Orr eager to play Wigan's leading role in final test

Click to follow

When Danny Orr decided last season that it was time to leave his home-town club, it was the prospect of days like this Saturday that made the upheaval and the vilification worthwhile.

When Danny Orr decided last season that it was time to leave his home-town club, it was the prospect of days like this Saturday that made the upheaval and the vilification worthwhile.

Orr was the ultimate small-town hero, not just a cog in the wheel at Castleford, but its hub and several of its spokes as well. More than anyone at any other Super League club, he was the team. "But I wanted to play in finals," he says. "I wanted to win trophies." On Saturday, he gets his first chance, when he plays for Wigan in the sell-out Challenge Cup final against St Helens at Cardiff's Millennium Stadium.

It was not going to happen at Castleford, currently adrift at the foot of the table and missing their old captain even more than they feared they would, so Orr can feel vindicated.

Oddly, his main impression when he arrived at his new club this season was not that he was suddenly surrounded by better players, but by players who worked harder.

"Not that they didn't work hard at Cas," he said, "but here they work extra hard - and I believe that if you do that you get the rewards."

Orr has had to work hard himself to fit into a new team and a new role.

"It's probably not been as good as I would have liked," he said of his own early form. "I haven't been at my best every game, but it's getting better and better and I might have been saving it up for a big game on Saturday."

The difference for a player like Orr, coming from a club where he has been the dominant influence, is that, at Wigan, he has to slot in around players like Andy Farrell and Adrian Lam, who are used to calling the shots.

"There's not as much responsibility on me, with players like them and Terry Newton around," he said. "Adrian never stops talking and he organises us around the field, so I can come in and out of the game a bit more. It's a big change for me and I'm still settling in, but I'm coming to terms with it. At the same time, I'm enjoying it, because it gives me more of a free role."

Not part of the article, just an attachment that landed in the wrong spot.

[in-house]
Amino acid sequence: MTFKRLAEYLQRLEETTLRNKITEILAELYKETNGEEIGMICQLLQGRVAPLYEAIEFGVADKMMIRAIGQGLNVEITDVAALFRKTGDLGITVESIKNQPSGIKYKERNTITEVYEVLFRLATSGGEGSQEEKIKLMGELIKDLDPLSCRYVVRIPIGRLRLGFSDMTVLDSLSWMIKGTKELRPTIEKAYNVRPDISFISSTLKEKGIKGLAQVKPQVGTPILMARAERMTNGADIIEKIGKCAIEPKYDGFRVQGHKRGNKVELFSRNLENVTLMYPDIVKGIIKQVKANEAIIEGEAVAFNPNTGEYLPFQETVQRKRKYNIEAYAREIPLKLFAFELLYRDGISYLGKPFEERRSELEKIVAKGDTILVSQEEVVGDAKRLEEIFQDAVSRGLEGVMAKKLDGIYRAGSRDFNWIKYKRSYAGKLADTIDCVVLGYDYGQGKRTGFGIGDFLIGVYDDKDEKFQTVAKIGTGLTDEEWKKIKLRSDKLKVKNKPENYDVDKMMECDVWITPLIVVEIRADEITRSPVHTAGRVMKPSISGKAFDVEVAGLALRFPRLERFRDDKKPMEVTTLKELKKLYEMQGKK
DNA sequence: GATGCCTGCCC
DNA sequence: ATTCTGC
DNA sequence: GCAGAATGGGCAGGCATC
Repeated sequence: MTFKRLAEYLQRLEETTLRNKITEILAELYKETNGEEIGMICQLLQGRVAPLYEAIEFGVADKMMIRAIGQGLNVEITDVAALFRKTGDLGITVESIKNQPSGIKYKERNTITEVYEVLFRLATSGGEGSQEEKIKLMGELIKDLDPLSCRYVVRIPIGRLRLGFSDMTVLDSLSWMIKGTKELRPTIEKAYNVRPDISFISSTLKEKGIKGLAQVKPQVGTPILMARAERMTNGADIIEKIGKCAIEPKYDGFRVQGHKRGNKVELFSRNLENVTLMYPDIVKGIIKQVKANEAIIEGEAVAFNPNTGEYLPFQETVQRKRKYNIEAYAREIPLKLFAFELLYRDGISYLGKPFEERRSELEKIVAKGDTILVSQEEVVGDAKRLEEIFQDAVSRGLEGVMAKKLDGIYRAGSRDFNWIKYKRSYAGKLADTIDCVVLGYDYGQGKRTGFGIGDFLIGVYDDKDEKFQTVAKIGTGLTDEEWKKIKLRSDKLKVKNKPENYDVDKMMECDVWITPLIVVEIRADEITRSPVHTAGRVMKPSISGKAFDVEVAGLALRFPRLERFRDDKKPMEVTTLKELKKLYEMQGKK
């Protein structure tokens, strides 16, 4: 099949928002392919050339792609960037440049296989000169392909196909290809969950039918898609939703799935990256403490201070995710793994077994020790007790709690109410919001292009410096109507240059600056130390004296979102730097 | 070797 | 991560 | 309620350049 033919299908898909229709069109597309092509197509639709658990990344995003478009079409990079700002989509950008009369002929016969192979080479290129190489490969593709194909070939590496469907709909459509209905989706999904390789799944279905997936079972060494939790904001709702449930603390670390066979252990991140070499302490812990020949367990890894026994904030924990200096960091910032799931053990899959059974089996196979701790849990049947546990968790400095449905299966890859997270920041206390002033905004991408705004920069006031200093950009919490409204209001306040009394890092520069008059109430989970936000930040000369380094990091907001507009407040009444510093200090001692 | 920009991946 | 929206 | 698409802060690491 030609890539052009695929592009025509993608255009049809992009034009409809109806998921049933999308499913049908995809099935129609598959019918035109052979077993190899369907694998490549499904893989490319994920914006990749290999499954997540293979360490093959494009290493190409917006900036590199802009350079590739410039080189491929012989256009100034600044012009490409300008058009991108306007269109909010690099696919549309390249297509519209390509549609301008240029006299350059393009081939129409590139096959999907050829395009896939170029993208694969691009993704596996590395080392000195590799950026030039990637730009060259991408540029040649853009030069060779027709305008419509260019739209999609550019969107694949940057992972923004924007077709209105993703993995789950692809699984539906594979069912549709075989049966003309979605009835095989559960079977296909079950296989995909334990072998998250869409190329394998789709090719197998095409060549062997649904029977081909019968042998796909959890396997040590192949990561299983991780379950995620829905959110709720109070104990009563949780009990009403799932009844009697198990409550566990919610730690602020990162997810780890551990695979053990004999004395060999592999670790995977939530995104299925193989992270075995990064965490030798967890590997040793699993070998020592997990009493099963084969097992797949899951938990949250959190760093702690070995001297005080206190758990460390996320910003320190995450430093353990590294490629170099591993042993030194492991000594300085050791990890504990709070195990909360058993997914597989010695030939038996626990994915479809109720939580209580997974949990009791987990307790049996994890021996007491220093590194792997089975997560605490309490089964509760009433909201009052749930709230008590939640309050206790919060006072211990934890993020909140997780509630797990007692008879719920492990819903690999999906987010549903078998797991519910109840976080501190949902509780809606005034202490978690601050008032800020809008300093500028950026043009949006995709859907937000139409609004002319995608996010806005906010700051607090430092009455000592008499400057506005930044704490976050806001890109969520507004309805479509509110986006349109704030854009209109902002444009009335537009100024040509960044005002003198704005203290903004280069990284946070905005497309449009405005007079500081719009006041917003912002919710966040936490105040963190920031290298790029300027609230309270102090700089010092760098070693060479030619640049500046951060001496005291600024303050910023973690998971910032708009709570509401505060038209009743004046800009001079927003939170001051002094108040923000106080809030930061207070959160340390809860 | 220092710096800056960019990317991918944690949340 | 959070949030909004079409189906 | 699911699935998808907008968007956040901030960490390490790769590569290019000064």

It has been a big change for Orr. At the insistence of his new club, he has relocated from the only town he had ever lived and moved into a new house in Wigan, although the transition was eased by being able to spend a few weeks at his grandma's home in Salford and a few more with his new team-mate, Kris Radlinski. All the same, there is no doubt that he has left the tribe and he admits to having been edgy about his first return to Castleford with Wigan a couple of weeks ago, when he got what might be called politely a "mixed reception" from his old fans.

"I was very nervous all week and I wasn't really looking forward to it," he said. "I didn't have a good game, which was what I wanted to do. The club still means a lot to me and I still want them to do well."

His focus now, however, is on his first big occasion with his new club. "We haven't really spoken about being underdogs, although when you look at St Helens' recent form I suppose you'd have to say that's what we are. I've never been in a final, but one thing I know about them is that you can forget about form."

The one thing Wigan need if they are going to win, though, is for all their creative players to fire sufficiently to ask Saints a wide-enough range of questions in defence to blunt their potentially devastating attacking capabilities - and that includes Orr. With Lam not long back from injury and Farrell now just as valuable to the side as a running forward rather than a play-maker, they need him to be a major influence in Cardiff.

That is fine by him. He came to a big club not just to play in big games, but to play a big role in them as well.

"My international debut was a big day for me, but this is the most important game of my career so far," he said. "I don't know whether most people in Castleford will want me to win, but my friends there have wished me well."

Orr has a new set of supporters to win over and some of them remain to be convinced that he was a sound investment for a club which struggles to retain its own local players within its salary cap. One of his Castleford performances on a stage where Cas cannot realistically aspire to perform would go a long way towards proving the point.